Sometime in my pre-adolescent years, my family came into an encyclopedia. I expect it was donated to us because it was hopelessly dated by the heady scientific and technological advances of the mid-80s, but I was enamored. Flopped on the floor of our trailer by the pressboard stereo cabinet, perhaps listening to one of my mother's records, I spent hours turning over one and then another of the volumes that lived on the bottom shelves. In this way I acquired smatterings of knowledge about various subjects, not all of which has deserted me. Mainly, however, I flipped to the back of each volume, in which were synopses of "The Greatest Books Ever Written", consonant with the alphabetical breakdown of each tome. The selection bias was toward the critical darlings of early 20th century American lit, which rendered me the invaluable service of providing the rudiments of plot and cultural reference while sparing me from the necessity of reading reams of passe prose.
In this way I developed a working knowledge of numerous books that I've never actually read. (Of course there were many genuine classics summarized as well, but as I read them in later years the true quality of the book settled in my mental library and uprooted the lesser proxy.) Lists can be a form of nostalgia; here are some of the books I know only through their plot summaries in the back of the encyclopedia.
Of Mice and Men
Portrait of Jenny
God's Little Acre
How Green Was My Valley
Bridge of San Luis Rey*
East of Eden
Grapes of Wrath
Portrait of the Artist as a Young Man
The Good Earth
Of Human Bondage
*I have since read The Bridge of San Luis Rey, which I enjoyed well enough, but truth to tell, I remember the capsule plot better.
The plots of the bulk of these works contain matter entirely unsuitable for the ten-year-old reader, but the encyclopedic style was so bland that I read my young way through any number of abductions, affairs, rapes, lynchings, and beatings. Still, that's lit for you. I still recall a few of the line drawings which livened up the otherwise unadorned plots: Olivia trying to seduce Viola; Don Quixote tilting at windmills; the Joads loaded up in their station wagon.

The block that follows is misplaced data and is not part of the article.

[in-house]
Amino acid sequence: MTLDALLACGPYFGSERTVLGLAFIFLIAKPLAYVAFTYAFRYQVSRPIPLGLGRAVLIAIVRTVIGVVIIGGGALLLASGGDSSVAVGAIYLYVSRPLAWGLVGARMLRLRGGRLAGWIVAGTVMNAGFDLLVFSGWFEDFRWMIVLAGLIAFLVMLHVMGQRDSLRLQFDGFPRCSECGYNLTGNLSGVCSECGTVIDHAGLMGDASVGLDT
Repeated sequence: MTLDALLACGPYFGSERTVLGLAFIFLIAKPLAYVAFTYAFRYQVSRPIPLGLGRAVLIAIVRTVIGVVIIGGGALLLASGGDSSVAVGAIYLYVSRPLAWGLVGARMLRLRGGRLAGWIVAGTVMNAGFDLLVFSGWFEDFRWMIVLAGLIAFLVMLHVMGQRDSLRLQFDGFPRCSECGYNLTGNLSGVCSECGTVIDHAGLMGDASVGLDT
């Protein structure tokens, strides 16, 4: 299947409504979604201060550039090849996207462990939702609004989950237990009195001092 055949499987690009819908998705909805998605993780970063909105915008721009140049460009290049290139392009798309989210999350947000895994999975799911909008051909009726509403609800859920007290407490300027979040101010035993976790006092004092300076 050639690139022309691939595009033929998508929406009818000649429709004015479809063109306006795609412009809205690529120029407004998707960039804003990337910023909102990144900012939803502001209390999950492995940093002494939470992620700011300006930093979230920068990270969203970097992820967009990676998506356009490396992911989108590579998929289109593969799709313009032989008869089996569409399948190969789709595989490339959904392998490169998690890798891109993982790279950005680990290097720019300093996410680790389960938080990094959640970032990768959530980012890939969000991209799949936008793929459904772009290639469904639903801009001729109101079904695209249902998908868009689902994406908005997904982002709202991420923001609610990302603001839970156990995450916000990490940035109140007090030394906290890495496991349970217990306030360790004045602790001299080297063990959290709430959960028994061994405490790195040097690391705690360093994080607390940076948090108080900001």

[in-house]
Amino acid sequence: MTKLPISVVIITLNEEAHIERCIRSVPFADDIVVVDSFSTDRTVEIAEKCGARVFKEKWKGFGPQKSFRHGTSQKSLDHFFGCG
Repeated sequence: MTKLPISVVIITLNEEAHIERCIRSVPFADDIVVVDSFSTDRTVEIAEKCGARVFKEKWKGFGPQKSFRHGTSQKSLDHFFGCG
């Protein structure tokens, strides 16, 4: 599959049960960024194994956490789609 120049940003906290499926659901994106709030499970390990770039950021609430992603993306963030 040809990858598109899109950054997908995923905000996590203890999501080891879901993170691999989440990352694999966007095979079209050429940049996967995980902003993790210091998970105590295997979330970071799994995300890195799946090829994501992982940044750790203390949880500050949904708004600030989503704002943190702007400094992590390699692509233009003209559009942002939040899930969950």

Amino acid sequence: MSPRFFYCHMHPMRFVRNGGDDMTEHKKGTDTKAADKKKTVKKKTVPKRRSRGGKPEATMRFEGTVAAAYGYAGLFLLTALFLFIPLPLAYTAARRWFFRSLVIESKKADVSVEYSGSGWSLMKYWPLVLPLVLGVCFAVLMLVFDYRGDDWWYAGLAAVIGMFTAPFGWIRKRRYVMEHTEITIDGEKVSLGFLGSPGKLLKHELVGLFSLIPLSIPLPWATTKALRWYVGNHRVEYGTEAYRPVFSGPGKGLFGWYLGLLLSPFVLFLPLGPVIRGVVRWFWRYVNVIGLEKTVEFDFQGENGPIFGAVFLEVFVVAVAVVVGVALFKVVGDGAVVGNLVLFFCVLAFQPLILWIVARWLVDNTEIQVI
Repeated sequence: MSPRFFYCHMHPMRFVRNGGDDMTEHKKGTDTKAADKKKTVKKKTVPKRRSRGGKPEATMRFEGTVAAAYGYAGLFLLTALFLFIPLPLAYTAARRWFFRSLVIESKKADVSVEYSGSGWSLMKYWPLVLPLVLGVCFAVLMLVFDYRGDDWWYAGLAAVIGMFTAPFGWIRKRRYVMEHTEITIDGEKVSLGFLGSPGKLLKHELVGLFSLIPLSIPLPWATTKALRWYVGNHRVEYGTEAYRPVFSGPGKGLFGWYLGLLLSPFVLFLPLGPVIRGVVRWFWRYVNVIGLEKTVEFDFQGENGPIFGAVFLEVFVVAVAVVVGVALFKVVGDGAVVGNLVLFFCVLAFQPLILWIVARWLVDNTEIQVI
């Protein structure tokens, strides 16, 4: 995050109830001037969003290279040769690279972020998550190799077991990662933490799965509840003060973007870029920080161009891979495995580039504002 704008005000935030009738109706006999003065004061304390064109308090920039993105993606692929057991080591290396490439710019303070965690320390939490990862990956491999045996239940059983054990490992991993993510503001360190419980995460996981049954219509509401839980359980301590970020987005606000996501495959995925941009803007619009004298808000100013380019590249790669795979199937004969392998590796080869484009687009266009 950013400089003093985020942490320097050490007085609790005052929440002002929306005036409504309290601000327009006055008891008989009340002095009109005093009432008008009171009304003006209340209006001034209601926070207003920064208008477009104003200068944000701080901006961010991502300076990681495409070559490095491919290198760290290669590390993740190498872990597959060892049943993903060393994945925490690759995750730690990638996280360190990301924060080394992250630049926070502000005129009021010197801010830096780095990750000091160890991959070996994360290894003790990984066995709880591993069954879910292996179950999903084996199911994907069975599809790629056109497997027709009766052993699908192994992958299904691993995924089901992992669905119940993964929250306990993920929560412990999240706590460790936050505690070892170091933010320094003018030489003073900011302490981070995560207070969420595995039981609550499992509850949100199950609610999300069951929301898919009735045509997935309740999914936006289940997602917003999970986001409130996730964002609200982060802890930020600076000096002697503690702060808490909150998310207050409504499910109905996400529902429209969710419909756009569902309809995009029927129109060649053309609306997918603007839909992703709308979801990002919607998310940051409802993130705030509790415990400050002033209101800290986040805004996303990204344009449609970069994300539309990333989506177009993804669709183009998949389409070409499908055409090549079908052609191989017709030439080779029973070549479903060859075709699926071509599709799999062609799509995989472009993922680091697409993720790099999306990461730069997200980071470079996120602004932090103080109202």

This encyclopedic knowledge of the skeletons of literature stood me in good stead in what passed for my senior year. I was not getting ready for college; our laissez-faire homeschooling of the prior years had left me unsure whether I even had the academic chops to attempt higher education. What did people even read at high school? So I hied me down to the library and consulted the shelf labeled "Classics", and spent that year and the next reading through it.
I wish now that I'd written down everything I read that year, when I had so much time despite working 40 hours once I turned 18. Not every book made the cut; Steppenwolf and Siddhartha didn't look remotely interesting to me. Madame Bovary I remember, and Doctor Zhivago, both of whom I thought to be great fools. The Age of Innocence, Pride and Prejudice, Great Expectations and A Tale of Two Cities. Lord of the Flies, another one I didn't care for. Tess of the D'Ubervilles, Sons and Lovers. The Turn of the Screw. Lolita. The Virginian. Stranger in a Strange Land, which I slogged through in a grim spirit of determination, vowing never to read any more Heinlein.
What I didn't know was that any fool can get into college these days. To my great surprise, I was admitted into the university Honors Program on the strength of the worst essay ever written. My heart sank and my spirits flagged as I pored over the alien Greek titles on the first semester reading list; none of these had been on the library's classics shelf.
Homer: Iliad, Odyssey
Aeschylus: Agamemnon, Libation Bearers, Eumenides
Sophocles: Oedipus Rex, Oedipus at Colonos, Antigone
Euripides: Medea, Alcestis
Thucydides: Peloponnesian Wars
Aristophanes: Acharnians, Peace, Clouds
Plato: Apology, Crito, Symposium, Republic, Phaedo
Aristotle: Metaphysics, Nicomachean Ethics, Politics
Plautus: The Menaechmi, The Haunted House, The Rope
Terence: Woman of Andros, Phormio, The Brothers
Plutarch: Parallel Lives: Caesar, Anthony, Cicero, Cato the Younger
Cicero: De Amicitia, Tusculan Disputations
Seneca: Medea, Phaedra, Thyestes
Lucretius: De Rerum Natura
At this point, my father, previously so mild and deferential to my choice of classical fare, assumed his paternal duty by insisting, with increasing frequency, that I start in on this reading list before fall. Dad, though he's since become a great devotee of Jane Austen, had but a passing acquaintance with the foundational works of Western Culture, but he'd been through four years of college and knew class reading lists. And so, I flung myself onto the battle-hazy plains under the beetling walls of Troy, dimly groping my way through the dust of antiquity under Homer's dactylic guidance. I got no further than Ithaca and the blood-stained palace of the triumphantly repatriated Odysseus before school began. It must have helped: over the four years of Honors, three-quarters of the initial freshman class washed away under the deluge of Great Works, yet I managed to float to the surface, buoyed up Aeschylus and Virgil and Boethius and Dante and Shakepeare and a raft of plots of "The Greatest Books Ever Written".
Dreams of Alaska
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